It's been too long....I had forgotten....forgotten how good it feels to be among the young, dancing to live rock music. It was like getting an infusion of powerful youth juju. There were people our age, but the crowd was mostly young and younger, such as the 20ish guy next to us who bounced away the evening. And that is what I love about rock concerts---the people in the audience who are unbridled in their enthusiasm.

We saw Roger Daltrey in concert a few weeks ago. My boss had tickets but something came up and she couldn't go, so she gave them to us. Daltrey did all the songs from Tommy, and then followed them up with some Who classics like "Miles and Miles" and "The Kids are Alright." This was in a much bigger theater, but the fans still made their love known across the vastness.There was a guy in the very front row, front and center, who pumped his fist and played air drums and air guitar, and every so often he turned to face the rest of the audience as if to say, "Isn't this the most awesomest thing ever?!" At one point Roger Daltrey had just finished singing, "Tommy can you hear me?" and even though we were way up in the balcony, someone behind us yelled out, "ROGER CAN YOU HEAR ME?!" I loved that.

At the TMBG concert, we were really close to the stage, and John Linnell was set up with his keyboard near the edge of the stage, which made the energy exchange between the band and the audience seem more immediate. I felt that these good vibrations flowing around me much surely be giving years back to me, and I decided that this would be my path to longevity--coming to see fun, upbeat rock bands in small clubs like this.

John Linnell and John Flansburgh started They Might Be Giants in 1982 and they themselves were showing a little wear --we were close enough I could see the bags under Linnell's eyes and the gray stubble on his chin----but their material was as fresh and creative ever. Linnell grabbed an accordian or bass clarinet when the usual mix of keyboard and guitar just wasn't enough, and both guys surprised the audience with a loopy routine they performed with two sock puppets, who went on a psychedelic journey and then sang a song called "Spoiler Alert" off the new CD.  Flansburgh used a flash light to divide the crowd into "People" and "Apes" and made us chant our identity to prove our domination over the other. The People (our group) won.

Perhaps it was this heady mix of great music and whimsy that inspired the bouncing guy next to us to suddenly yell, "I want to have your babies!" Yeah, that's what I love about rock concerts.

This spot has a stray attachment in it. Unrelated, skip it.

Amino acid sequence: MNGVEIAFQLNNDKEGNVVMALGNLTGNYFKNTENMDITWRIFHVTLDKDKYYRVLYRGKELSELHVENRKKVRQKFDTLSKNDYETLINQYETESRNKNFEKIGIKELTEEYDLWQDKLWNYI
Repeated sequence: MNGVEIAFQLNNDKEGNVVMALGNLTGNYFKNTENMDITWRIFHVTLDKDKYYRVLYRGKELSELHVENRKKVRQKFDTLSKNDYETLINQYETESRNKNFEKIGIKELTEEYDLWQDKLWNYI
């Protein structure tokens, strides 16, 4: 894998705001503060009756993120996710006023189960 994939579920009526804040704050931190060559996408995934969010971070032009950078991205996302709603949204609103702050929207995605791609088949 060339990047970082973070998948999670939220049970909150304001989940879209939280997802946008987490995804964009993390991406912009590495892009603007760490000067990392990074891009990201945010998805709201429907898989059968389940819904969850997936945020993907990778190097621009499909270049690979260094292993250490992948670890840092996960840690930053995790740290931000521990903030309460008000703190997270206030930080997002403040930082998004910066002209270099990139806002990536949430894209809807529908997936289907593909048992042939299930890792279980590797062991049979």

!  Name-dropping footnote:  !

Roger knew the drummer in the band. When he heard the guy's name, he realized he had known him in Miami. The drummer was handing out TMBG stickers to the audience after the show, so we went up and Roger said hi and gave the guy his name, and the guy was like "Roger?!! Great to see you , man. Wow, you haven't changed!"

Roger's brother-in-law from his sister's first marriage, David Cowles, is a graphic artist and created the video for TMBG's song "Mesopotamians."

Oh yes, we know people. Or at least I know people who know people.

John Flansburgh and John Linnell not quite so young but still qetting their quirk on.

Wednesday, November 2, 2011

Before The Cold Front Comes In

"It's 1:00 in the morning. What's that loud ripping sound outside?"

"Oh, that's just Simone taping up her car. She's gotta cover that broken window with plastic, you know, before the cold front comes in and brings a bunch of rain with it. And nothing holds a trash bag in place better than big strips of duct tape."

I was indeed outside at 1:00 this morning, covering up the de-electrified window of my 94 Corolla with a most sightly arrangement of plastic and tape. A display that surely warms our neighbors hearts. Just getting the old gal ready for winter, now that it's breathing down our necks. But when I stepped outside a little after midnight, it was still incredibly warm for a November night. I decided to take my old car with the broken electric window out for a spin. Since I bought my new Civic she barely gets out, and once it turns really cold it's going to be hard to talk myself into riding around wth the window stuck in the down position, just so she can stretch her legs.

So I hopped in and off we went. It was a peaceful night in suburbia. Mine was the only car on the quiet residential street, and I easily rolled up and down Lamar a few times, through street lights that turned green for me. A couple of houses still had their orange Halloween lights on, just like us. Because my window was open to the night, and because I could drive as freely and casually as I pleased, the sole moving figure on the deserted street, I felt a fleeting sense of possession of the yards and houses, demure against the shadows. Goodbye to this lovely warm autumn, to gold leaves and golden days as mild as summer. We knew it couldn't last.

Monday, October 31, 2011

It Lives!